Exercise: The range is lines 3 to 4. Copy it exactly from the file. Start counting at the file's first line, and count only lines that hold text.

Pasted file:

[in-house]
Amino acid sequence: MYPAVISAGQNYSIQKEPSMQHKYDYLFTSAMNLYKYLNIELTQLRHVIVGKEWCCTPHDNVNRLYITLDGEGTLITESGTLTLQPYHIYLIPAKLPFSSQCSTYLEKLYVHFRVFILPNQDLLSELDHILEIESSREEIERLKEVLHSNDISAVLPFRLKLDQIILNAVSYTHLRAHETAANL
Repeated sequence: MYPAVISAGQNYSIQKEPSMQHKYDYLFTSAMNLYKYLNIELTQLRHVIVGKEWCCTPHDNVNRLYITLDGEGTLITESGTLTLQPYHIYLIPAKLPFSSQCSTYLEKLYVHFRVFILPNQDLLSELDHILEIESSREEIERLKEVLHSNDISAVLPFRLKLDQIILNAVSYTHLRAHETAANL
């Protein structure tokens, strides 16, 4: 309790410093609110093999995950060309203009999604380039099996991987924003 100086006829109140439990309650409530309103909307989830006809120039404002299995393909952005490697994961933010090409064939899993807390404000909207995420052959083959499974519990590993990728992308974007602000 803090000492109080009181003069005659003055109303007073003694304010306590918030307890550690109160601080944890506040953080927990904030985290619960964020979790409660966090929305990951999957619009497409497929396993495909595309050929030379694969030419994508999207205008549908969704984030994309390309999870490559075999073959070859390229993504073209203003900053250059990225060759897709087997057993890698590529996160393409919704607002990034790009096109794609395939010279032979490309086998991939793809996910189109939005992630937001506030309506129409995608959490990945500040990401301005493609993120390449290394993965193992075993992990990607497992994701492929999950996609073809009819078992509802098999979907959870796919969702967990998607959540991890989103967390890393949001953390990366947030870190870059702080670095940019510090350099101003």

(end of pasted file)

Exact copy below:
Repeated sequence: MYPAVISAGQNYSIQKEPSMQHKYDYLFTSAMNLYKYLNIELTQLRHVIVGKEWCCTPHDNVNRLYITLDGEGTLITESGTLTLQPYHIYLIPAKLPFSSQCSTYLEKLYVHFRVFILPNQDLLSELDHILEIESSREEIERLKEVLHSNDISAVLPFRLKLDQIILNAVSYTHLRAHETAANL
């Protein structure tokens, strides 16, 4: 309790410093609110093999995950060309203009999604380039099996991987924003 100086006829109140439990309650409530309103909307989830006809120039404002299995393909952005490697994961933010090409064939899993807390404000909207995420052959083959499974519990590993990728992308974007602000 803090000492109080009181003069005659003055109303007073003694304010306590918030307890550690109160601080944890506040953080927990904030985290619960964020979790409660966090929305990951999957619009497409497929396993495909595309050929030379694969030419994508999207205008549908969704984030994309390309999870490559075999073959070859390229993504073209203003900053250059990225060759897709087997057993890698590529996160393409919704607002990034790009096109794609395939010279032979490309086998991939793809996910189109939005992630937001506030309506129409995608959490990945500040990401301005493609993120390449290394993965193992075993992990990607497992994701492929999950996609073809009819078992509802098999979907959870796919969702967990998607959540991890989103967390890393949001953390990366947030870190870059702080670095940019510090350099101003």